A couple of weekends ago, I had my first experience with a Community of Christ Reunion camp. Kiddo and I only stayed for a long weekend rather than the whole week, but it was still a great experience. By far the best experience I had at Reunion was a Monday morning class for young adults and “90s kids” (which is not a label I’ve ever actively applied to myself, but it fit just fine. It was a remarkable class where we were eventually going to be talking about Job but never really did (maybe they did on the following days, after we left)—instead, our first class just made it clear that this was a place where it was okay to feel like you didn’t have your life together, okay to be anxious about the future, okay to not feel like a real adult yet, and okay that the expectations you’d set for yourself in late adolescence didn’t quite pan out as you’d hoped.
These are things that I sometimes think to myself very quietly, but there was something healing and helpful about having an out-loud conversation about adulthood and the future not turning out the way that we expected. Even now, it feels somewhat shameful to admit how helpful all of that was, but I think that just speaks to how much I’ve felt the need to have things together, to do things perfectly, and to never admit that anything less might be the case.
For so much of my life—especially my religious life—I’ve had my expectations for myself turned up to 11. I was (often naturally) good at church, good at school, good at writing, and good with people, and I’ve always believed in Uncle Ben’s maxim that all of these gifts come with responsibility. I grew up expecting—and sometimes even dreaming of—demanding-but-important responsibilities at church, in society, in the workplace, and in my family. I was going to use my gifts to change the world. When I experienced a dual faith crisis and identity crisis in early 2019, it was largely as a result of not being up to the expectations that I had set for myself. When it began to become clear that The Church of Jesus Christ of Latter-day Saints was no longer the right place for my family, that began to rule out the ecclesiastical responsibilities I thought I would come. I was also wrestling with imposter syndrome at work, and as my kid was getting older, my shortcomings as a father were becoming more and more apparent. My expectations for who I was going to be as an adult were crumbling around me, and my self-worth and mental health with it.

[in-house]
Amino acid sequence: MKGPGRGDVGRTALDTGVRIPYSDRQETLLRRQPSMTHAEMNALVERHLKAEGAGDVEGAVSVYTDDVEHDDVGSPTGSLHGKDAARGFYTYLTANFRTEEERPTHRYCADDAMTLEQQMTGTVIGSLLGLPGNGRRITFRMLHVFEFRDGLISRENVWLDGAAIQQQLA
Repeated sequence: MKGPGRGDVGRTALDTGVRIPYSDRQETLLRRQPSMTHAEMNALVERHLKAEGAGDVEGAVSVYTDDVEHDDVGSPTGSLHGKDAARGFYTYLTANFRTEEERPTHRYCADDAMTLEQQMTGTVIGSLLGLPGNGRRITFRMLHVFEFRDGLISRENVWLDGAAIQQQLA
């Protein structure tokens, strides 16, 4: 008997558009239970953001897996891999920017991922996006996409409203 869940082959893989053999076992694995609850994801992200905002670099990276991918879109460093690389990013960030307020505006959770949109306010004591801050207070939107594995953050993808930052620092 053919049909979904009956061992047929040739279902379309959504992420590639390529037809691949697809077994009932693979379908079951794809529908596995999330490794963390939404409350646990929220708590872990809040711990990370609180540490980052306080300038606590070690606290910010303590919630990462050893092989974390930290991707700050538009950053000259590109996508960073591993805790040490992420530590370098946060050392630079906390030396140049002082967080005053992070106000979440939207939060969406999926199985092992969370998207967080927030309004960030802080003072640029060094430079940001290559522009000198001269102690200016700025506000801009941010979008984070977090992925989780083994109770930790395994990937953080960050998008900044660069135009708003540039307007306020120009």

Sitting in camp chairs with people about my own age and hearing hints of similar stories from them helped me transform dashed expectations from a sign of failure to a shared experience that we all went through. Hearing the older facilitators of our class give us permission to do this helped make everything better. I felt relief from decades of church and other expectations to do great things, to become a great and influential person, and to be deeply and consistently dedicated to a good cause. It was okay to sit with my anxiety and my depression, to be just good enough as I was, to acknowledge that my church commitments while in grad school nearly burned me out, and to just be present and talk to other people feeling some of the same things.
On days like this, though, I feel the need to ratchet those expectations back up. For all that my expectations for adulthood haven’t turned out like I hoped, I live a privileged life. I have an advanced degree and a cushy job. I enjoy relative security and a solid support network. I do have gifts and talents that can be put to use for good causes. I’m well read on issues that I think are very important to our present and future. I need to leave room for my anxiety and depression, and I need to make sure my expectations and commitments are not so high as to burn me out. And yet, my privilege comes with responsibility, and doing too little will do more harm to others than doing too much can ever do to me.
I have been wrestling with this dilemma a lot over the past few years, but today, it is clear that I need to wrestle with it more.
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